“Constant praise does bad things to human beings. It’s much like any other drug that affects our dopamine levels: provided sparingly, it induces brief sensations of warmth and happiness, but provided constantly, it induces dependency. Just like the cocaine addict requires constant bumps just to get to ‘normal’, so too does the praise addict require constant reassurance just to function.”—Andrew Miller, “The Perils of Praise,” Committing Sociology (June 15, 2015)
Though famously ugly, Socrates was a skilled seducer of the young and beautiful. Alcibiades attests to this in The Symposium, and we can witness him in action in Charmides, wherein he quickly gains the undivided attention of the quintessential cool kid: “at that moment, when I saw Charmides coming in, I must confess that I was quite astonished at his beauty and stature; all the world seemed to be enamored of him; amazement and confusion reigned when he entered; and a troop of lovers followed him. . . . all of them, down to the very least child, turned and looked at him, as if he had been a statue.”
Though old, funny looking, poor, and powerless, Socrates could always get the attention of the hottest person in the room. How does he do it? Well, he ignores them: and this causes them to find him extraordinarily interesting. Because extremely good looking people are used to being worshiped. Indeed, they’ve come not only to expect, but to need that attention. From everyone! So if you hold out on them, if you withhold that worship, they’ll gravitate towards you.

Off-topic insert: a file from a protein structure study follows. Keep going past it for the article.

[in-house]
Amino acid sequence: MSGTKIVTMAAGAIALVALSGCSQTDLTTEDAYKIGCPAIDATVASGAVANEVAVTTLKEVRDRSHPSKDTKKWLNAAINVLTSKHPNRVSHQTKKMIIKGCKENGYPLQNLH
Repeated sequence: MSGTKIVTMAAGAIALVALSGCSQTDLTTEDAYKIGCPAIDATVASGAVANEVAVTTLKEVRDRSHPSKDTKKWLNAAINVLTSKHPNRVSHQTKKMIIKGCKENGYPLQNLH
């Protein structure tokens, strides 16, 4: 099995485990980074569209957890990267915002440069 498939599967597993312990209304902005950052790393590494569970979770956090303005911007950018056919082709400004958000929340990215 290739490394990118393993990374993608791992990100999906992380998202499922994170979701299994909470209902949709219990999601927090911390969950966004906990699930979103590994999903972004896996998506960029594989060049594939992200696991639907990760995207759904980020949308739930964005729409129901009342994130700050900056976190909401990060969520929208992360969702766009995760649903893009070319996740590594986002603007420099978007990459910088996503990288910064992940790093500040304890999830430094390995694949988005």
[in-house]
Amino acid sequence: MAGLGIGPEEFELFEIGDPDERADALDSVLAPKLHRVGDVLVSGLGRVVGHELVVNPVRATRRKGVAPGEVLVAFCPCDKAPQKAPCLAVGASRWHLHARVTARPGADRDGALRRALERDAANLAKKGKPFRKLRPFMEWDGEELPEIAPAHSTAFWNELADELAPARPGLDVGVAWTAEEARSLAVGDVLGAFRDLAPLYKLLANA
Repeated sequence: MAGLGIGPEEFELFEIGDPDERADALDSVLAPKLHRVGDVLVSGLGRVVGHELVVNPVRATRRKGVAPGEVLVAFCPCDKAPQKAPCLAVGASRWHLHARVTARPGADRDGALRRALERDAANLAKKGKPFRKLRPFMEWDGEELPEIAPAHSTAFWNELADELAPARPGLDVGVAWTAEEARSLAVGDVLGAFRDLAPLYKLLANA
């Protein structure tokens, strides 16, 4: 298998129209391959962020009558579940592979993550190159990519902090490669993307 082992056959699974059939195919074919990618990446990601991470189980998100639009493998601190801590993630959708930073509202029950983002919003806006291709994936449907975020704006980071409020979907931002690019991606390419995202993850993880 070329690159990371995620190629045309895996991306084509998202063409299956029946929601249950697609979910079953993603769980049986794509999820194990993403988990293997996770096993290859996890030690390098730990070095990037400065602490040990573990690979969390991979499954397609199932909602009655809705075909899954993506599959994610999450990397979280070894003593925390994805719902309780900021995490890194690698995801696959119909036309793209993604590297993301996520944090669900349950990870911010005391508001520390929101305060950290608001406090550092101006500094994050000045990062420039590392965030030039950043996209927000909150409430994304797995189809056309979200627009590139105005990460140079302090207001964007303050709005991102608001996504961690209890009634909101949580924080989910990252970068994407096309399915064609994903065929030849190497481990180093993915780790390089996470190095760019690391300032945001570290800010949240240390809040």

Overgrown vanity is a delicate flower that needs daily watering. Socrates was well aware of this weakness and he exploited it often. That he wanted these beautiful young people for students and disciples, not lovers, is beside the point: because seduction is seduction, whether you’re seducing a body or a mind. Socrates would surely say, in his defense, that the philosophical ends justify the manipulative means. And I’d disagree with him. But, be that as it may, if this recurring theme in the Platonic dialogues makes anything clear, it’s that privilege isn’t always a privilege. Great beauty—like great wealth or great power—can make people weak and surprisingly easy to manipulate.
—John Faithful Hamer, The Myth of the Fuckbuddy (2016)